However, understand this: Similar to how a ban on fracking essentially shuts down oil and gas production, over-regulating methane emissions in producing oil and gas wells can do the same thing. For activists opposed to oil and gas, this is simply a greater victory, but the Average Joe voter may not be aware of all the damaging effects of this sweeping move, especially to the local economy and jobs.

2. The regulations require routine checks for leaks

This makes sense. If equipment is malfunctioning or something needs to be repaired (because it’s not doing what it’s designed to do), it should be fixed. Regulators can check up to once a month and any issue needs to be resolved in 15 days or the company faces ongoing fines.

I’ve been to enough oil and gas conferences to where I’ve heard repeatedly that oil and gas companies state they’re not opposed to regulation, just bad regulation. A lot of the larger companies — like the four above — are stepping out ahead of regulations to embrace these changes. Many of them now realize that the concerns of the Average Joe towards oil and gas are important (even if those concerns are shaped by misinformation supplied by activists opposed to this energy industry). This should be an obvious understanding, but it’s only recently, with some fracking bans succeeding, that valuing these concerns has increased.

But why are these big four on the opposite side of a lot of the smaller companies? Part of it is innovation. I saw a presentation from XTO Energy where they were detailing changes to their standards to improve wildlife protection. They weren’t being forced; it seemed like an “everybody wins” business practice. However, these larger companies can also afford to take a slight hit in Colorado if it helps their PR elsewhere. Noble Energy I’m unsure on; they’re fairly committed to Colorado, but the last time strong oil and gas regulations showed up in Colorado, EnCana slashed their state budget to 10% of what it was the year before. If EnCana pulls back again, they still have a global business to work with, but Colorado takes a hit on the jobs they no longer provide, and the smaller oil and gas companies take a hit due to increased costs.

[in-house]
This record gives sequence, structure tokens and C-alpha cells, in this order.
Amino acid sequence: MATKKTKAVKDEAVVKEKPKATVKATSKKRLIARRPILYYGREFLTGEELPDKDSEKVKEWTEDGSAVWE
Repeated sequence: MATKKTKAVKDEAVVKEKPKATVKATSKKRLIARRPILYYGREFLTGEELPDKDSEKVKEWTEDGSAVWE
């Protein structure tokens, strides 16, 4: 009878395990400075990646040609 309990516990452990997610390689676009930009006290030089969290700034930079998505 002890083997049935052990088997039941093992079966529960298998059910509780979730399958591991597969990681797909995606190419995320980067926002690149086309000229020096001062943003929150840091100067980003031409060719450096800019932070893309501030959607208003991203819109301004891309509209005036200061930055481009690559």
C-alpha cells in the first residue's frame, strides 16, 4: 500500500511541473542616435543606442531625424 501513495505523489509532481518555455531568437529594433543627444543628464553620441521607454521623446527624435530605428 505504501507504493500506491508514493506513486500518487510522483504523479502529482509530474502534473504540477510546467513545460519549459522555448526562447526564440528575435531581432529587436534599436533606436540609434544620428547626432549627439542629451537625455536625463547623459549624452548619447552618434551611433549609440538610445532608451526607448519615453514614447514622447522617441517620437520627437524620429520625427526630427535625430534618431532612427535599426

3. The regulations specifically target methane

Prior legislation only regulated volatile organic compounds (VOCs). When referring to oil and gas emissions, VOCs typically mean harmful gases and vapors. Previously, no other state has regulated methane, as it’d be difficult to enforce throughout the oil and gas chain. Which brings us to the next point:

4. The regulations include the entire natural gas chain

This includes “the well site, storage tanks, gathering lines and compression stations as well as processing plants.”

I’m all for preventing methane issues — especially in leaking and abandoned wells that should have their environmentally negligent issues addressed — but there are ongoing production areas that will become an issue. I mentioned above that methane regulation would be difficult to enforce throughout the entire chain. It’s not tough to enforce because the EPA doesn’t have the means — they have infrared cameras on helicopters to fly over and fine with ease — it’s tough to enforce because so many parts of producing wells have problems that stem from moving gas, especially with the 95% compliance rate they’ve set.